Sunday, 23 December 2007

In Loving Memory...


“Jen! A brown butterfly…” she said pointing. I looked up and over at where she pointed, then looked at her, merely smiled and nodded as I met her eyes. I went back to bowling the ball towards the small, plastic, cricket set where two eager little boys waited on a beautiful, sunny day in my backyard.

It was later, a day and a half later, that I allowed those words to break my heart. You see, my dear soul sister Amanda uttered the words and they were loaded with so much meaning that no one listening over the back fence that day could possibly have understood.

A few days, maybe a week before she lost her eight-year-old daughter to a brain aneurysm, she had had a visit from a brown butterfly. She got up one morning to find a brown butterfly on the floor in her kitchen. She looked and thought it must be dead, as it didn’t move at all. She reached down and gently placed it in her hand, it didn’t move. She reached for her back, sliding door with the other hand, slid it open and went outside. She stood there still holding the dead butterfly feeling an inexplicable sadness. As she raised her hand slightly, the butterfly suddenly fluttered its wings and flew from her hand. A feeling of intense peace, love and hope and also an inexplicable sadness came from her heart in answer to that happening. It stayed with her throughout the morning, so much so that she called me to tell me about it. Tearfully she explained the emotions that had welled up in her. She told me she felt it to be meaningful for her in some way, she kept repeating this as I questioned her in order to help clarify what was going on inside her. She wanted to understand it more.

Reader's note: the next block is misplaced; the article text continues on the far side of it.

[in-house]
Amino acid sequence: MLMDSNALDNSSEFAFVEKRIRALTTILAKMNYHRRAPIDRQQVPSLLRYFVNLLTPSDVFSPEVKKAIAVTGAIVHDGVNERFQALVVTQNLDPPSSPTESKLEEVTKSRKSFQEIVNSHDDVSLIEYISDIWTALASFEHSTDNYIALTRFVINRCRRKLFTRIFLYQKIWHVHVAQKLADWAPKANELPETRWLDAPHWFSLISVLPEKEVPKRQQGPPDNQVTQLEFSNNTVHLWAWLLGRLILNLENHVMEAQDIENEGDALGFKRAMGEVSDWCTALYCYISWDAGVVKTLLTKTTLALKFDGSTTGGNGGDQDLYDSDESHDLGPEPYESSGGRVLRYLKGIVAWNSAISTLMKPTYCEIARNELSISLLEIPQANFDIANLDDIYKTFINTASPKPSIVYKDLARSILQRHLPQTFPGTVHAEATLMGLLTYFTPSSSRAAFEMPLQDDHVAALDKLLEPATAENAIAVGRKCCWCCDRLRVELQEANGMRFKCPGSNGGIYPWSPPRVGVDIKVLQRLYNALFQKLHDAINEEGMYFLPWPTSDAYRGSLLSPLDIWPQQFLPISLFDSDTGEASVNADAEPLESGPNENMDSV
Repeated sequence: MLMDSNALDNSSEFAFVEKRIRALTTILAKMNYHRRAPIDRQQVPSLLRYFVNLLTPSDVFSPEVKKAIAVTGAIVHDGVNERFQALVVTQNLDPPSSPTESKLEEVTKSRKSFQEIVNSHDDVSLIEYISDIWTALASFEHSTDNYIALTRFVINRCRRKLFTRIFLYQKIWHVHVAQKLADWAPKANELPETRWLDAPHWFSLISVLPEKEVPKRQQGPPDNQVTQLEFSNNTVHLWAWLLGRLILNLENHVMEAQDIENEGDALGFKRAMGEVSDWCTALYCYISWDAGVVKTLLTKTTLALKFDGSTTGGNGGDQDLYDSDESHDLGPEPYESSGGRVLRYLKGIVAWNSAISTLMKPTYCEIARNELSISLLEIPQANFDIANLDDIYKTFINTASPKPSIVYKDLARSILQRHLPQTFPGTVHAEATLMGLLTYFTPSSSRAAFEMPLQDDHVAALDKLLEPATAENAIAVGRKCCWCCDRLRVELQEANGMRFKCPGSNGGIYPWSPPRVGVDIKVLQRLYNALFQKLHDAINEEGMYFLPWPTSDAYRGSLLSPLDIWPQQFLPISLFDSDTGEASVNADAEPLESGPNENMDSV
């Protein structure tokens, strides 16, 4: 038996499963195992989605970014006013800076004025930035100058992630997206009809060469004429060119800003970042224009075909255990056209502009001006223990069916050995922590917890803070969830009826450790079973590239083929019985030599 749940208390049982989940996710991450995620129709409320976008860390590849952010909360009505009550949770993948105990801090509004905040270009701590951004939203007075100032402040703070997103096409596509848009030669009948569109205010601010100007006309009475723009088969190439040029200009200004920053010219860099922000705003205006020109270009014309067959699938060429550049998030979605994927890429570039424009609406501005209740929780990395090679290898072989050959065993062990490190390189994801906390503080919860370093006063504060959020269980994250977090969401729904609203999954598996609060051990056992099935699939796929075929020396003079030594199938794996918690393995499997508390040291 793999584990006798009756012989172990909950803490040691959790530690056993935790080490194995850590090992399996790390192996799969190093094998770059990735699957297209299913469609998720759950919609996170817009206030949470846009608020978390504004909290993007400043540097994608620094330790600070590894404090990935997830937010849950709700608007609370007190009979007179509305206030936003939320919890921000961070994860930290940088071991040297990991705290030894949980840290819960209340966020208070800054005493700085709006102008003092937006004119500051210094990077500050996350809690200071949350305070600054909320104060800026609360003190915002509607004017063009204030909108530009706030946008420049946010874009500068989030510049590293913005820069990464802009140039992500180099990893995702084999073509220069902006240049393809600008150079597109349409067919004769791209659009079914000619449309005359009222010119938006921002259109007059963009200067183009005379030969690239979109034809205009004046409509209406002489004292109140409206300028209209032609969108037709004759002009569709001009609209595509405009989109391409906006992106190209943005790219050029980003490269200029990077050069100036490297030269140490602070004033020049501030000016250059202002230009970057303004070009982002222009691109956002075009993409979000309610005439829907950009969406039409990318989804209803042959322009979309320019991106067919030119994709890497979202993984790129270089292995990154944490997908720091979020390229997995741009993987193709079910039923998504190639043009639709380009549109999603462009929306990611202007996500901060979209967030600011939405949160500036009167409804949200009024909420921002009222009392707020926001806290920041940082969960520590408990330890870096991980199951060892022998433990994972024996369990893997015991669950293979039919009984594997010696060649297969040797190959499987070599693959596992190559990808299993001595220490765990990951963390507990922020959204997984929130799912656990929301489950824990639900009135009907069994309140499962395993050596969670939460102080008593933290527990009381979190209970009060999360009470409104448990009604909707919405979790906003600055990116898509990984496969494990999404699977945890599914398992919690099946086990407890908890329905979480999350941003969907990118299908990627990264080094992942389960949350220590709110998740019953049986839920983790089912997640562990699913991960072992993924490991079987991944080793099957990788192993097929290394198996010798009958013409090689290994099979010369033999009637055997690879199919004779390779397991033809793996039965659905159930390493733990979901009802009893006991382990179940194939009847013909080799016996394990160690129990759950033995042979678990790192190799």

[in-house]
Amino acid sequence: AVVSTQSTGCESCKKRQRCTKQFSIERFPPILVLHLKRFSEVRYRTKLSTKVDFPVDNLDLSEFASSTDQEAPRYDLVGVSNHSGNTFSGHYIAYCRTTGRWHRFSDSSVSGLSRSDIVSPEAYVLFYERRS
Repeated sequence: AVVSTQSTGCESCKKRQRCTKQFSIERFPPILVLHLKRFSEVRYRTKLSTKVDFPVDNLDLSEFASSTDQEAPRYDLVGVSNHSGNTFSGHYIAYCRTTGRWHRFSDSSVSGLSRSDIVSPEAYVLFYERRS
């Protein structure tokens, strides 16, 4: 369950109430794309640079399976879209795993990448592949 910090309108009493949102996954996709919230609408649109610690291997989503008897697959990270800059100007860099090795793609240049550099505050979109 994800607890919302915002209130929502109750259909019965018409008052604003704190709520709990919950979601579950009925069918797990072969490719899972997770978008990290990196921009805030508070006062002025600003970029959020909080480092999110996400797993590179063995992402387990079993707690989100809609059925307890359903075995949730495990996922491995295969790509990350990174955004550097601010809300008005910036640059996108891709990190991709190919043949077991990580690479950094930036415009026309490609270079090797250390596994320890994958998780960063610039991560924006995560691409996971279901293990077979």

When she lost her eight year old daughter days later, she recalled, through her grief, that visit from the butterfly. She felt she finally had her answer. She felt deep, deep inside herself that it was a message to her. A message of hopes and love, of life after death was the theme. For days, weeks, eternally after her child’s death, butterflies were around her whenever she was outside. They bought her feelings of peace and of hope but still a deep, deep sadness.

So, you see, when she says’s those words, “Jen, a brown butterfly!” it would break your heart too...

On the 17th of December Amanda's beloved little girl, Thalia, would have turned 10 years old. I wanted to recognize this in some way. Her mother and I sat at my kitchen table and talked, cried, reminisced, held each other, looked deep, deep inside and connected in a way that was much needed. Her pain is unfathomable and yet I must try to fathom it to be able to support her. She is the bravest woman I know.


1 comment:

  1. This is beautiful and wrenching.

    On October 29, 1994, a butterfly perched on my dormroom windowsill in NYC. Mind you, this was on an airshaft with the narrowest view of the Hudson River; not a usual landing spot for butterflies. But there it was, flapping its wings slowly, just sitting there. Later that day, I learned that it had come just when Pearl Primus died in the presence of my parents. Pearl was a close friend of our family, and my younger daughter is named after her.

    Thank you for writing this story.

    Wishing you and yours a peaceful, magical 2008.

    xo Jena

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